1. re: paulj

                                            Actually I read a few years back, it might have been in Chili Pepper magazine, that the seed stocks in Mexico and Central America are becoming fewer due to large corporate seed banks buying up smaller companies.
                                            I grew rocoto peppers while living in Oakland CA, the yields were huge.

                                            1. re: chilihead

                                              The great variety is found on the small farms and kitchen gardens all over the rural areas.

                                        2. After a couple of dishes made with smoked (there we go again - smoking) Nada my friend and I came to a conclusion. Adding more chillis does not make a dish hotter. We made a curry using 2 whole Nada, it was nicely hot. A couple of days later we had the same sort of curry but reduced the chillis to 1. The curry was exactly the same heat. We concluded that the number of chillis doesn'y matter once you have reached the chemical saturaton level of heat. i.e. 1 chilli is just as hot as several.
                                          I hope I explained that clearly. Look forward to comments on my thoughts.
                                          Simon

                                          1. This has probably been said, but dried chiles are great, and tend to give a smokier flavour. you toast them, let them cool, then crumble them. They work great in a chili (con carne). My favorites are poblanos.

                                            6 Replies
                                            1. re: Soop

                                              Poblanos are not a dried chile, they are a fresh chile. They can be dried, at which point they become an ancho.

                                              1. re: DiningDiva

                                                Are you saying that peppers from Puebla no longer come from there once they are dried and become wide? :)

                                                1. re: paulj

                                                  Well, jalapeños become chilpotles when they're smoked, so it wouldn't be the only pepper to change its name with its state.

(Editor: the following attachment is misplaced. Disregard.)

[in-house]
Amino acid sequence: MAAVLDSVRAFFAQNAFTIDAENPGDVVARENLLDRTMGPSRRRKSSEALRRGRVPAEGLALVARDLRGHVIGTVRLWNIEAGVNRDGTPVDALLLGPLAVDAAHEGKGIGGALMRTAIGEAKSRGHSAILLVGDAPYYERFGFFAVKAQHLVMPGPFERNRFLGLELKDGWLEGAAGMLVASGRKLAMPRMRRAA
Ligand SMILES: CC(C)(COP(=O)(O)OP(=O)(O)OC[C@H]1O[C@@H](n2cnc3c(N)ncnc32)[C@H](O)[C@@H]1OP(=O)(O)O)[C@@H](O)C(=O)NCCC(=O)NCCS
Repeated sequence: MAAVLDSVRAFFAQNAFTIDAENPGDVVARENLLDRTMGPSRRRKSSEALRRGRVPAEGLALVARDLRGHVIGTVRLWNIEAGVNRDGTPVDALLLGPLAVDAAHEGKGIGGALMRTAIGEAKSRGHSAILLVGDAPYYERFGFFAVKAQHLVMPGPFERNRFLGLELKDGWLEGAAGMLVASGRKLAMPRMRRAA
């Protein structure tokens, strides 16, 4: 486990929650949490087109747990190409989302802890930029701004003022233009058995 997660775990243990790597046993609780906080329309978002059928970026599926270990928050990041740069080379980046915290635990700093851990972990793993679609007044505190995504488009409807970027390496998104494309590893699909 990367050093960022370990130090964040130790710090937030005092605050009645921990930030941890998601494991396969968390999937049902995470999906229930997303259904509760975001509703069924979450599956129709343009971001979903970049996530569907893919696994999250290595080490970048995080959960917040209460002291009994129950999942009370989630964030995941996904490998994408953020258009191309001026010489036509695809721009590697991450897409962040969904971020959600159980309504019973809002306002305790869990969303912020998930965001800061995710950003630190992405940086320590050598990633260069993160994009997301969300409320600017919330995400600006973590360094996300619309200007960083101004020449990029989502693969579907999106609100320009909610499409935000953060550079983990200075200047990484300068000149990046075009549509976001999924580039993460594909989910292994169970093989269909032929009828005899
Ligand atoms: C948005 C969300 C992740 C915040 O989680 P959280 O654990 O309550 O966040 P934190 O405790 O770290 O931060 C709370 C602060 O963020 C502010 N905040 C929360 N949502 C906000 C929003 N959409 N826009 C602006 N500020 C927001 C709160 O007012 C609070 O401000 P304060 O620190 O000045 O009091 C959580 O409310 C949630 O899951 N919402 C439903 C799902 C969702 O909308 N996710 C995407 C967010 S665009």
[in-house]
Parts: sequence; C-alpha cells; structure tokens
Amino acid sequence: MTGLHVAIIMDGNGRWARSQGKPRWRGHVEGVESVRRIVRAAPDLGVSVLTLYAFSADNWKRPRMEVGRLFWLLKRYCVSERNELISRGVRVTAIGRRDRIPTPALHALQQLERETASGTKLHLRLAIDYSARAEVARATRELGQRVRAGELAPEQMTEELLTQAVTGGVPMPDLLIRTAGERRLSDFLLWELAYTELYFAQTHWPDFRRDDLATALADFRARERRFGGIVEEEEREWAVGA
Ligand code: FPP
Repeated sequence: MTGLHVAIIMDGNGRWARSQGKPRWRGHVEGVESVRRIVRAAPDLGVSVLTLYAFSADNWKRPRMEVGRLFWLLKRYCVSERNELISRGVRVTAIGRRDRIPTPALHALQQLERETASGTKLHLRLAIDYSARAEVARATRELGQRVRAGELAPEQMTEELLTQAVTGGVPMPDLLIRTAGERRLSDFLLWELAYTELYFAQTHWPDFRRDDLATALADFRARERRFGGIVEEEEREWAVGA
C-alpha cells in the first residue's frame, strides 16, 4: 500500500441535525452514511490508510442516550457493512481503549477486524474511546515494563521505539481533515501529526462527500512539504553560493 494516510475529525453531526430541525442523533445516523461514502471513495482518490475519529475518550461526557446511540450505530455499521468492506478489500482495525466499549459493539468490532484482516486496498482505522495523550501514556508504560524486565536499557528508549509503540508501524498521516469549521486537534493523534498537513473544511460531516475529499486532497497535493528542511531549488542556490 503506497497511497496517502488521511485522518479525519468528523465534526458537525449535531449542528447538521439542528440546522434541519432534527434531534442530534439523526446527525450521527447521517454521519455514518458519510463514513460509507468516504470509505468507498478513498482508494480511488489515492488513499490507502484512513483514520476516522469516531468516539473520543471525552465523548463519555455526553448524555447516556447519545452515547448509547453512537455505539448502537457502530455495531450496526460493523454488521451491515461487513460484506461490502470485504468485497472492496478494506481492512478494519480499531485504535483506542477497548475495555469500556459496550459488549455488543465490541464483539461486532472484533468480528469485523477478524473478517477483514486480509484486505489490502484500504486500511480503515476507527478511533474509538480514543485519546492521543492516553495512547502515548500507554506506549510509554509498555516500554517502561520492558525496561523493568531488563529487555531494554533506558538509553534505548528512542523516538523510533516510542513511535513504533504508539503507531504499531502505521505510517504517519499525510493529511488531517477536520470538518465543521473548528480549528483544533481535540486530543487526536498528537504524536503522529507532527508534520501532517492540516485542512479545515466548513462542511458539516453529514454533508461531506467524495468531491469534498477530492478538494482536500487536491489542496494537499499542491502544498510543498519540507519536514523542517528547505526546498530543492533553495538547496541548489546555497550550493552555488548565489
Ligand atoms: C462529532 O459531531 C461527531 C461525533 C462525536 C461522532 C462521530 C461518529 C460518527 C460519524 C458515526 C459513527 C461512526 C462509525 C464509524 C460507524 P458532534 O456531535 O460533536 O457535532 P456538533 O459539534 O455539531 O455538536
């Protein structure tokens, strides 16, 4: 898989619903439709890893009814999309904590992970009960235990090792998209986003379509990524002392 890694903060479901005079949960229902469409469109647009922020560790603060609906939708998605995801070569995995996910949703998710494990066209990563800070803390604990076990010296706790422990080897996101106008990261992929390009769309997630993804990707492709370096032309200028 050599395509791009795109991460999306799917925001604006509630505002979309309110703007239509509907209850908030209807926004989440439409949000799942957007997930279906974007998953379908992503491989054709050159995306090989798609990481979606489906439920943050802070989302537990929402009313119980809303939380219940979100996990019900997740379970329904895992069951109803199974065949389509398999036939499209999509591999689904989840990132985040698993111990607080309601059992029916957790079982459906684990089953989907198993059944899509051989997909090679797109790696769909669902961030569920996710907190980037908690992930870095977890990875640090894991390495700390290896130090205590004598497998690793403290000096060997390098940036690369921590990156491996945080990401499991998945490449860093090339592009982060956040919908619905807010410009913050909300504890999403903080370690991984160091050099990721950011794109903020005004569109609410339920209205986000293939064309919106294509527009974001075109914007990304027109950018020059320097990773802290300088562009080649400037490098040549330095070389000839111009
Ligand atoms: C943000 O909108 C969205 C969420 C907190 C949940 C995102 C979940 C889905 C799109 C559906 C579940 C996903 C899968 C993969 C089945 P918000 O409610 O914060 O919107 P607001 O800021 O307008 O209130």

1. re: BobB

                                                    Just about all chilies have a different name when dried.

                                                    DT

                                                  2. re: paulj

                                                    Nope, just a name change :-)

                                                    Same chile, one name fresh, another one dried.

                                                  3. re: DiningDiva

                                                    Sorry, you're right there. My bad.

                                                2. The book answered so many questions. I know this sounds horrible, and I cooked and grew peppers but for the longest time I didn't know a ancho was a poblano, just dried. The book answered so many questions as well as gave me the heat level of everything which really helped. Especially to those peppers I wasn't as familiar with.

                                                  1. you wanted some cooking ideas, crackle? here is a nice recipe for peruvian roast chicken with aji (pepper) verde sauce. http://sundaynitedinner.com/peruvian-...

                                                    here's a "daisy cooks!" recipe for cuban black bean soup: http://www.daisycooks.com/pages/recip...

                                                    and seviche de camarones (shrimp "cooked in citrus): http://www.daisycooks.com/pages/recip... (very refreshing for summer!

                                                    )

                                                    see this thread about aji: http://chowhound.chow.com/topics/3488...
                                                    it has info on other latin american sauces using peppers.

                                                    1. Sichuan pepper isn't a chili pepper like jalapeno or habanero; it's a peppercorn. The part that's good to eat is the shell of the seed, not the seed, itself.